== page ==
For the Jewish people, this week marks the beginning of the year 5782. It’s been quite a year for everyone, not just for the Jews. Now some may say I’m taking the easy out by re-publishing an old post from Rosh Hashanah 5780, but let’s face it, who wouldn’t want to reflect back on the “before times,” a little? So, without further ado, I present, “Happy New Year — Asking for Forgiveness.” Here’s wishing everyone a happier, healthier, sweeter year.
As I sit writing this month’s post, I am in a contemplative mood. The Jewish High Holidays are around the corner, in fact as of the publication date, it is Rosh Hashanah, the Jewish New Year. And the 10 days between Rosh Hashanah and Yom Kippur, The Day of Atonement, are also called “The Days of Awe.” These are the holiest days for us and an opportunity to reflect on the past year, to take stock of ourselves and our lives and to think about how we can grow into better versions of ourselves in the coming year.
One of the most important things we do at this time is to ask forgiveness of those we’ve wronged or hurt during the year. It is customary to do this in person but in these days of electronic communication, many accomplish this task via social media. Now, don’t get me wrong, I believe it is always appropriate to ask forgiveness in whatever fashion is available. But much like sending an email thank you note, to me it falls in the “better than nothing,” category. In other words, not as personal and seems like the easy way out. But…better than nothing. There is also the mandate that if you are the person who is being asked for forgiveness, that you must try to accept. If, after three attempts you cannot accept, the person doing the asking is “off the hook,” so to speak.
Why all this focus on forgiveness being asked for and granted? I don’t have a rabbinic answer, but I do have my answer. To be honest, I have a very difficult time admitting when I’m wrong. I know I inherited this from my dad and try as I might, it’s probably the thing I struggle with the hardest in relationships (ask my husband for more on that). But as I’ve gotten older, I’ve come to realize that admitting you’ve been wrong and asking for forgiveness is one of the strongest things a person can do. Taking responsibility for our actions, I believe, is fundamental to fostering and maintaining healthy relationships. Not only that, but granting forgiveness when asked is also fundamental. These behaviors serve to level the playing field between people. Recognizing our basic, common humanity, moving beyond our mistakes and even loving each other in spite of it all is perhaps the trickiest, and yet, most rewarding thing in a relationship.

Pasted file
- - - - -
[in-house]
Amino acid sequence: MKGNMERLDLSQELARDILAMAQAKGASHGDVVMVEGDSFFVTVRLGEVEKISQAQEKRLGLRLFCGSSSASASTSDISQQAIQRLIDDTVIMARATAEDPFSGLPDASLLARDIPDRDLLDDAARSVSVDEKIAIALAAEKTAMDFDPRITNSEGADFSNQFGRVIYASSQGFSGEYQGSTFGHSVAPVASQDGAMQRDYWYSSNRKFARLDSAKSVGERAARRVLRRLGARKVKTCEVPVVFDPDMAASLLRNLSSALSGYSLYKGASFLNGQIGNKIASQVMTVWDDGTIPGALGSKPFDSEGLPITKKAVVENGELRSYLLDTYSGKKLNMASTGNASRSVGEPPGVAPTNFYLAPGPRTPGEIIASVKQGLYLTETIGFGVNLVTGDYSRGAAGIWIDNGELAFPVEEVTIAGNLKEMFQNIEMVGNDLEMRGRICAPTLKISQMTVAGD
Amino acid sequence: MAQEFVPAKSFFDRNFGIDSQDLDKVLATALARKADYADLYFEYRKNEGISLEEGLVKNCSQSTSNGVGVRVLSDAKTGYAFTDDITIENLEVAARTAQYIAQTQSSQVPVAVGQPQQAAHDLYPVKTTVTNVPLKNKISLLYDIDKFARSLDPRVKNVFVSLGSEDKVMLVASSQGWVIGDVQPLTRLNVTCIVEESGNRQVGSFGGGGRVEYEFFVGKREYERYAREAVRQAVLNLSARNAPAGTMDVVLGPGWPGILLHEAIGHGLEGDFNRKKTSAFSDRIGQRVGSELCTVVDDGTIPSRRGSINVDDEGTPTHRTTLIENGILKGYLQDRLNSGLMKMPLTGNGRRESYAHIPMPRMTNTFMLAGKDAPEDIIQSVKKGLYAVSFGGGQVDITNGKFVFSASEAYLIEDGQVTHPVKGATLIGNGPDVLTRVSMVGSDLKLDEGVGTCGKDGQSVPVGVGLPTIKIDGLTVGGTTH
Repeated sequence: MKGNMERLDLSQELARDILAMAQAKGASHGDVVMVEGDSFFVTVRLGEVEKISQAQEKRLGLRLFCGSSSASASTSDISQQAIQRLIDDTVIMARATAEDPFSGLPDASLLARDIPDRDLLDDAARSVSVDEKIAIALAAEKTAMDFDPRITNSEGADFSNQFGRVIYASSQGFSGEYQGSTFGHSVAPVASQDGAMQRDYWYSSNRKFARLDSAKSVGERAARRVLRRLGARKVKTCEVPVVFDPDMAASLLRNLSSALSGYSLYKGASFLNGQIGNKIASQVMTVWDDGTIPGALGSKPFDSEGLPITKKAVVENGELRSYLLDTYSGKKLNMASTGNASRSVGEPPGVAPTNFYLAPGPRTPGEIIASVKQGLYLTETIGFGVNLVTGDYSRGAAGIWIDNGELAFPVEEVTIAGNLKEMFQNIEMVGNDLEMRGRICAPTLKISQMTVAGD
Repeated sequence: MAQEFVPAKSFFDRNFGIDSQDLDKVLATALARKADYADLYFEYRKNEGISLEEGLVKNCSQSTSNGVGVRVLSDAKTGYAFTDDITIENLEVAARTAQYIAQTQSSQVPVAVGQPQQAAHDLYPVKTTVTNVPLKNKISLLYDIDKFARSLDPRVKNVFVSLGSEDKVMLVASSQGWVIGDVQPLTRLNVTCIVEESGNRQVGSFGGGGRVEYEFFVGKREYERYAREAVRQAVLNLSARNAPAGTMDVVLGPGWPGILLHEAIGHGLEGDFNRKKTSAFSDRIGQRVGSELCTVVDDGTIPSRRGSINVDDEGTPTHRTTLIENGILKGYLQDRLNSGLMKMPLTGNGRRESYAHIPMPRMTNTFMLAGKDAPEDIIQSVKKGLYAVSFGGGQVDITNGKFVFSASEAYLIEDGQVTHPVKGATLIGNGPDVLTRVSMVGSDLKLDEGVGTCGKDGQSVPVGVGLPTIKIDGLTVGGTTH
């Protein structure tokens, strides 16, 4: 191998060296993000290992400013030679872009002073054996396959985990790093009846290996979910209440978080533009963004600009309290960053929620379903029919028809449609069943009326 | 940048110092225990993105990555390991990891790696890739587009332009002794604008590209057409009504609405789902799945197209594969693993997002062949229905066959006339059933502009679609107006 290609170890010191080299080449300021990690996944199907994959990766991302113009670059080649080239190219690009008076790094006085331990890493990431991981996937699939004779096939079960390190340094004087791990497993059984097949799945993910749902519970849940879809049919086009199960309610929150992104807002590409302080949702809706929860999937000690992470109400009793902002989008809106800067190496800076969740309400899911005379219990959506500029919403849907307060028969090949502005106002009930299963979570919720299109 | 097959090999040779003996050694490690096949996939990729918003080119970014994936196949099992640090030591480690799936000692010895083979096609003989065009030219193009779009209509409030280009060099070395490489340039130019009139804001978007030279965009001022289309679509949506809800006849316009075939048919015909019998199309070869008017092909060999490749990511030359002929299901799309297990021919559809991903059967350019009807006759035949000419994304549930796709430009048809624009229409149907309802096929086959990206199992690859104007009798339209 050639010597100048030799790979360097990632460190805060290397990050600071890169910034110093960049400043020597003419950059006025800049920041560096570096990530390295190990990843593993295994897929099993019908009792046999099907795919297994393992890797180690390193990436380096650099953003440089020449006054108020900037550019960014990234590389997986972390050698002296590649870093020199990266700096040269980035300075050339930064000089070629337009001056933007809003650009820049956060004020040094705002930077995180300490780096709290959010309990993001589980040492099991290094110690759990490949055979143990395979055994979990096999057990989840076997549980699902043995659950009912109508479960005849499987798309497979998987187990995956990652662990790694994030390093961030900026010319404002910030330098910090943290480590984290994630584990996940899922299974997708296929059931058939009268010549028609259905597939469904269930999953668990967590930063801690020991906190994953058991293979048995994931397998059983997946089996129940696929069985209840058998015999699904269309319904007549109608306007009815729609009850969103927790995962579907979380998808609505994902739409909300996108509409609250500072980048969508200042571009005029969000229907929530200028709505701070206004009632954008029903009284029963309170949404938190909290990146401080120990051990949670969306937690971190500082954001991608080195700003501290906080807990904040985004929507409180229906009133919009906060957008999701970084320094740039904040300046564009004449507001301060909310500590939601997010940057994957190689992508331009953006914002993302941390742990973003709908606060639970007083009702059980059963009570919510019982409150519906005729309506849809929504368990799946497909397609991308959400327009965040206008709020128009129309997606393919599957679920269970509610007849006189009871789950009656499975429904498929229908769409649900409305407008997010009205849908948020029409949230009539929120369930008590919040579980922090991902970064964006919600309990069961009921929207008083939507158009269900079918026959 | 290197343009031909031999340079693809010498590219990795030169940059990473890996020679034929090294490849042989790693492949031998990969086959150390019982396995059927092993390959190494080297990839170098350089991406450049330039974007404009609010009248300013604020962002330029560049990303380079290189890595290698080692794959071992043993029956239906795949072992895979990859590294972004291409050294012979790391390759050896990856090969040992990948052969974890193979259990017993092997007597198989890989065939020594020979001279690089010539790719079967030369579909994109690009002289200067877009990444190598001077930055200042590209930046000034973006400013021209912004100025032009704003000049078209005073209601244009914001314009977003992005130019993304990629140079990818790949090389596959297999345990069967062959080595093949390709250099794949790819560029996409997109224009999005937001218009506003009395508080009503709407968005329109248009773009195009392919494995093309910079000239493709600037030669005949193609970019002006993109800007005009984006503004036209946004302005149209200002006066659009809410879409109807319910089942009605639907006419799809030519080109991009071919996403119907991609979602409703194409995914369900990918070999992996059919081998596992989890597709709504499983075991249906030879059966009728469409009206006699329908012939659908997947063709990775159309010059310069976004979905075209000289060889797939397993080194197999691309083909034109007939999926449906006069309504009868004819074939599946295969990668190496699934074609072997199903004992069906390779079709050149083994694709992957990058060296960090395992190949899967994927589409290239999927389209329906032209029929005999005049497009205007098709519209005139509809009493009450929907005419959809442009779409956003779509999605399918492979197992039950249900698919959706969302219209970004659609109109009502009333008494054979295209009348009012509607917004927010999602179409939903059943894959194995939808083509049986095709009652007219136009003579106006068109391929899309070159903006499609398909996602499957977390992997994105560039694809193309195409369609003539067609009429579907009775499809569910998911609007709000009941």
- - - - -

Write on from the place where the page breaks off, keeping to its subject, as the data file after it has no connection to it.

This coming year, I hope to become better at admitting when I’m wrong, asking for forgiveness and granting forgiveness to others. And while I can’t actually ask each of you in person, I’ll take advantage of this forum to ask for forgiveness if I’ve hurt or wronged you in any way. To those I can ask in person, stay tuned. And to everyone, here’s wishing a happy, healthy and sweet New Year, whatever your faith, tradition, practice or belief. Because who couldn’t use a little more happy, healthy and sweet?
About Barbara Dab
Barbara Dab is a journalist, broadcast radio personality, producer and award-winning public relations consultant. She is the Editor of The Jewish Observer of Nashville, and a former small business owner. Barbara loves writing, telling stories of real people and real events and most of all, talking to people all over the world. The Jewish Observer newspaper can be read online at www.jewishobservernashville.org . and follow her on Instagram @barbdab58
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